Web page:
If a benching concept requires an average of 1,000 sq./ft., the average coworking facility can accommodate nine separate benching areas, with space to spare. Likewise, if a four-desk cluster averages 500 sq./ft., the average coworking space can accommodate six clusters and six benching areas. It’s up to coworking managers to put together the right facilities within the parameters of total available square footage.

Average square foot by workspace type

To complete a coworking floor plan, it’s crucial to understand the different desking concepts and the average space they need to be effective. For example, the average coworking desk size will vary greatly from the dimensions of a collaborative workspace. Knowing the average size requirements for each space type makes it easier to allocate total available space. Here are a few examples of average workspace type, courtesy of The Balance Small Business:

  • Private workspaces require an average of 150 sq./ft.
  • Open workspaces demand an average of 125 sq./ft.
  • Conference rooms need 50 sq./ft., plus an additional 25 sq./ft. per seat

Using this information, coworking operators can piece together a robust picture of space allocation. Twenty hot desks takes up 2,500 sq./ft. A six-person conference room translates to 200 sq./ft. The individual cogs of a coworking space come together to shape the whole.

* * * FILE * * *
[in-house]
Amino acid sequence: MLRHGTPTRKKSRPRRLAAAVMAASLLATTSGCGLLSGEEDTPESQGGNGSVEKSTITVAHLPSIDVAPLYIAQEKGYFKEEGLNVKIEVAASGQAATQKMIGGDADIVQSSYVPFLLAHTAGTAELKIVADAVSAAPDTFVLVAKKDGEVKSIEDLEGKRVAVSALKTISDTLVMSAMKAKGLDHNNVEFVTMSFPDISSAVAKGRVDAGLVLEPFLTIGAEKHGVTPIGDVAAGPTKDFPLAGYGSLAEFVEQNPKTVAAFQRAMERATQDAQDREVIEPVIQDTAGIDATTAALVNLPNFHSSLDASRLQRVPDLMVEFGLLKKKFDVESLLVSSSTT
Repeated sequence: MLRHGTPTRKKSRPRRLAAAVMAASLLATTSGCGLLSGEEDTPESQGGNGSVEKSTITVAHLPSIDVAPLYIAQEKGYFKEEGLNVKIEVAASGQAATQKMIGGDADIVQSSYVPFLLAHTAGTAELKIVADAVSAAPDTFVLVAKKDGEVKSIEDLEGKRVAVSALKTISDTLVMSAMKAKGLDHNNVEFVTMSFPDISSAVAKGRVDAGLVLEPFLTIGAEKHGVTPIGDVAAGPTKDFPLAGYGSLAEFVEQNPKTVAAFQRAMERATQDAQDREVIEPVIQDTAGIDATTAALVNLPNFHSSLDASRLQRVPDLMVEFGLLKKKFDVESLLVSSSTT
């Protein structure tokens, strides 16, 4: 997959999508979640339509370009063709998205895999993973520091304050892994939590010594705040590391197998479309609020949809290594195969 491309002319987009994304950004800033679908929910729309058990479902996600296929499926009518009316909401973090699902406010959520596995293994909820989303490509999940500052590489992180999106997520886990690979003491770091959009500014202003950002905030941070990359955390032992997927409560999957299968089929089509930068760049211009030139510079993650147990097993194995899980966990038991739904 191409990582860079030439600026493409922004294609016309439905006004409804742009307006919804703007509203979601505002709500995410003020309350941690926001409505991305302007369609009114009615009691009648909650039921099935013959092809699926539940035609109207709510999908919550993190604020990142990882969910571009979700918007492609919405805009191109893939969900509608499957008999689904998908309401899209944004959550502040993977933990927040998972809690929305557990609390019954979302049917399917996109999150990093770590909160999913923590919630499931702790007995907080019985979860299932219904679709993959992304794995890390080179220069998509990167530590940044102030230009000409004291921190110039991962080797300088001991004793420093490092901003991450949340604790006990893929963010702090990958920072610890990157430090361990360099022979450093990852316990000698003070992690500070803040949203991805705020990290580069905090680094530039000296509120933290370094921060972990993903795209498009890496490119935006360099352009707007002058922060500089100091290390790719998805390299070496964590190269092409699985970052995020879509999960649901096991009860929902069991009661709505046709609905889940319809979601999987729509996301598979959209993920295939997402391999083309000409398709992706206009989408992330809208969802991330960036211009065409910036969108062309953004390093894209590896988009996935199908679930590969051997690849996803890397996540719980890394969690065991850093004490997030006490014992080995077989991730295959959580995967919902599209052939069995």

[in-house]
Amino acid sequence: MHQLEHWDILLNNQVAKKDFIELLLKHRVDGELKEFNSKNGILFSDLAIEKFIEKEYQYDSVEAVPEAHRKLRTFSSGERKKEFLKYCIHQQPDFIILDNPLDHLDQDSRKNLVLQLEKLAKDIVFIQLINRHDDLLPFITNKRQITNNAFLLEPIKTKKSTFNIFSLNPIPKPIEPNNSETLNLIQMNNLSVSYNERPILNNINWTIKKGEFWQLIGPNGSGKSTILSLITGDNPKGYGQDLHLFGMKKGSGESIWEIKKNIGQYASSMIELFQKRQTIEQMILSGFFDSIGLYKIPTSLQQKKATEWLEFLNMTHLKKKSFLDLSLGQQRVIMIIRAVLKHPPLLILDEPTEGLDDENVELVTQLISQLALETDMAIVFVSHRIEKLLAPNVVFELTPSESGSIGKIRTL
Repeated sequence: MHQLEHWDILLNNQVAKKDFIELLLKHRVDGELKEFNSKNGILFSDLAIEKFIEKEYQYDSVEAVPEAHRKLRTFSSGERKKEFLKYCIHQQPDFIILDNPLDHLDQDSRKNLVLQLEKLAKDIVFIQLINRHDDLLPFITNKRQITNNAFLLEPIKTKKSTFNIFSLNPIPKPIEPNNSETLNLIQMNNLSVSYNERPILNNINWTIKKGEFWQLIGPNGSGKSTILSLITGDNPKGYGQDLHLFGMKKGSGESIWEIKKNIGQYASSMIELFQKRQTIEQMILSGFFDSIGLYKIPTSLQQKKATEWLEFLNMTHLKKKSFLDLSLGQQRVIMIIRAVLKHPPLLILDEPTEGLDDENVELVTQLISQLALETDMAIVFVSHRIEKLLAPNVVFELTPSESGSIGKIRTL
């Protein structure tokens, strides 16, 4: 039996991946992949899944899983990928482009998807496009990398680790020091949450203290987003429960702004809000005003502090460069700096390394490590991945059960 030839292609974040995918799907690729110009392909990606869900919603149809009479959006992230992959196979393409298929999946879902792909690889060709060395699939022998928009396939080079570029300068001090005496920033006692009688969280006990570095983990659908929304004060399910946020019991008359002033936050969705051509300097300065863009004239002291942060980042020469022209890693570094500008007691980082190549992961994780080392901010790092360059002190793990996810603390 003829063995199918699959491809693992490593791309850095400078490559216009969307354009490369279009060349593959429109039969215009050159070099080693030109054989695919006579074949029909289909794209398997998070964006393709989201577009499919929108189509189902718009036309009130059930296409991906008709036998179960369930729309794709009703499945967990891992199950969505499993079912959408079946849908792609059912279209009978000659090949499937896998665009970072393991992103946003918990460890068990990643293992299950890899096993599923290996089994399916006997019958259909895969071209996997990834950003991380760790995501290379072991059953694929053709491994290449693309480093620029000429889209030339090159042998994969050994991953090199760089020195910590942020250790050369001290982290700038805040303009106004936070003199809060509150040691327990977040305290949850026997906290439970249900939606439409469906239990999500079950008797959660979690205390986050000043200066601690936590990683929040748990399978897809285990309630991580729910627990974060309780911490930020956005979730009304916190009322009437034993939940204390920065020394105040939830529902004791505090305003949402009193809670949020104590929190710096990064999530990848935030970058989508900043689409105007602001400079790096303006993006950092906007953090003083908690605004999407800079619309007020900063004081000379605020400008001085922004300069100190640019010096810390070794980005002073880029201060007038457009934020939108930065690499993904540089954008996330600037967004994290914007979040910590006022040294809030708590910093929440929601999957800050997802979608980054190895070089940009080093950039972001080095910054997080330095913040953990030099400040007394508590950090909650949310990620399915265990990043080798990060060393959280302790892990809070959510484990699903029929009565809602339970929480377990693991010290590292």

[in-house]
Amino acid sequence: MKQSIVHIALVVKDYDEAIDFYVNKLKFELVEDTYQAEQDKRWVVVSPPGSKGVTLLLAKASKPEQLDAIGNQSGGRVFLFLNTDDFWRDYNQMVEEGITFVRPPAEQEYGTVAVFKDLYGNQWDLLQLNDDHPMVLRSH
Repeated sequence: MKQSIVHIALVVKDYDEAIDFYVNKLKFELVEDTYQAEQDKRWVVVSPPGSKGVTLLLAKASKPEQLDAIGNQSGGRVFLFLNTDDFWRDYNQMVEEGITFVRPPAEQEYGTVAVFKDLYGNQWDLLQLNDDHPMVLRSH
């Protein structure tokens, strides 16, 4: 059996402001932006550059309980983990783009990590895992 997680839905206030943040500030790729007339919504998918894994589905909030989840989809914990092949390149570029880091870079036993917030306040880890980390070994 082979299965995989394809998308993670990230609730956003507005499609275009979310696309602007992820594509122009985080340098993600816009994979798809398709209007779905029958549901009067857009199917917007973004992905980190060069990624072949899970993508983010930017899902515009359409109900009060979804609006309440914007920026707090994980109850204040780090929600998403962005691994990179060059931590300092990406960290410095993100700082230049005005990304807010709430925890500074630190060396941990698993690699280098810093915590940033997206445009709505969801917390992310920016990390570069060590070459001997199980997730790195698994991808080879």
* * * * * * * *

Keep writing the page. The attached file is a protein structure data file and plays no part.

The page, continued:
Average space size as part of a whole

Average workspace requirements are fixed. The actual space allocated to a type of desking concept is variable. For example, a conference room may demand 50 sq./ft. plus an additional 25 sq./ft. per person, but that doesn’t mean every conference room has the same space demands. A four-person room is much smaller than a 10-person room, which means it takes up less overall space.

It’s also important to consider average workspace as a function of the spaces around it. A shared office layout with 10 seats may require 1,250 sq./ft. based on average seating, but it could easily be 1,500sq./ft. if the room already has these dimensions. Or, it may be 1,250 sq./ft. that blends into a nearby zone of desk pods, where ~150 sq./ft. are shared between the two zones.

Considering average space as part of a whole reminds us that there’s wiggle room in how we use space. Think of the average as a best practice example, then understand that deviation above and below is okay—to a degree. Giving someone a private workstation that’s 125 sq./ft. instead of the recommended 150 sq./ft. likely won’t make a huge difference.

Allocation varies across coworking spaces

The average space required for people and different desking arrangements isn’t absolute. It’s meant as a guide to designing cohesive coworking spaces. Deviating above or below the average is okay, so long as it’s done to better accommodate people.

A small half-bath in a home is more valuable than a walk-in closet, even if both fit in the same space. The concept is the same for coworking. Turning a 200 sq./ft. workspace into two desks may fall short of the average, but it’s worth it to accommodate another person.